To kick of re:Invent, AWS’s flagship conference, the cloud computing giant today announced IoT RoboRunner, a new service for building applications that help large fleets of robots work together. This new service aims to provide the infrastructure necessary to build the work and fleet management applications necessary to run the kind of robot fleets that Amazon itself utilizes in its warehouses, for example.
The company also today announced a new robotics accelerator program.
At its core, RoboRunner helps developers build applications that integrate with robots from different manufacturers and manage the lifecycle of these applications. Currently, AWS argues, it’s too difficult to integrate robots from different vendors into a single system, leaving enterprises with a number of silos where they manage their robots, which in turn makes it hard to build applications where these heterogeneous fleets cooperate.
RoboRunner provides developers with a centralized data repository for their entire fleet, as well as a registry for modeling all of the destinations in a given facility and a registry for keeping track of all of the tasks performed by these robots.
The target customer for this service is large industrial enterprises that operate fleets of automated guided vehicles, mobile robots and robotic arms.
In addition to RoboRunner, AWS also announced a new robotics startup accelerator, the AWS Robotics Startup Accelerator, in collaboration with MassRobotics.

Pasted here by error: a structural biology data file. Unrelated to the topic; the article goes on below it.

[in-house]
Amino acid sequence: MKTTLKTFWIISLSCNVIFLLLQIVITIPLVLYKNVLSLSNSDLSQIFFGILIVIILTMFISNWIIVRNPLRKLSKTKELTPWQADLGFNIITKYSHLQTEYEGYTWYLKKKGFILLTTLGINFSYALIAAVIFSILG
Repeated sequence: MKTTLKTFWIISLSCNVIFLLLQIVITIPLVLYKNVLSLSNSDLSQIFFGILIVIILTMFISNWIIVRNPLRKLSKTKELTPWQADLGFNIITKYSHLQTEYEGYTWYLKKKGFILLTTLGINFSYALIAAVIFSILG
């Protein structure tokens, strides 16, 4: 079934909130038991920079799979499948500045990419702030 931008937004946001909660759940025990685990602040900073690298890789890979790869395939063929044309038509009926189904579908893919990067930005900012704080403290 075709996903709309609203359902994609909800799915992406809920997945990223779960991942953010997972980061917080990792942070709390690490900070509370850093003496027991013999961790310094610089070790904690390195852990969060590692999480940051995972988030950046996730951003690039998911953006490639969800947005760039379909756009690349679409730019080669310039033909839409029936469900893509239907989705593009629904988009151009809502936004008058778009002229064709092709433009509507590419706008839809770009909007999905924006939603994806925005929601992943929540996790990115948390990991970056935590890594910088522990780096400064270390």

“Today, there are only a few successful commercial robotics companies, and there are a few big reasons for this,” AWS CTO Werner Vogels writes in today’s announcement. “First, finding a fit in the robotics product market is difficult because real-world environments are dynamic and unpredictable, so pairing the right niche with the right capabilities can be a challenge. Second, building robots with a high degree of autonomy and intelligence requires multidisciplinary skills that are hard to find and recruit for. Third, robotics is capital intensive and requires large up-front investment in sensors, actuators, and mechanical hardware even when they’re already commercially available.”
The new program is open to early-stage startups (less than $10 million in revenue and $100 million raised. The selected companies will get access to specialized training and mentorship from robotics experts and up to $10,000 in AWS credits.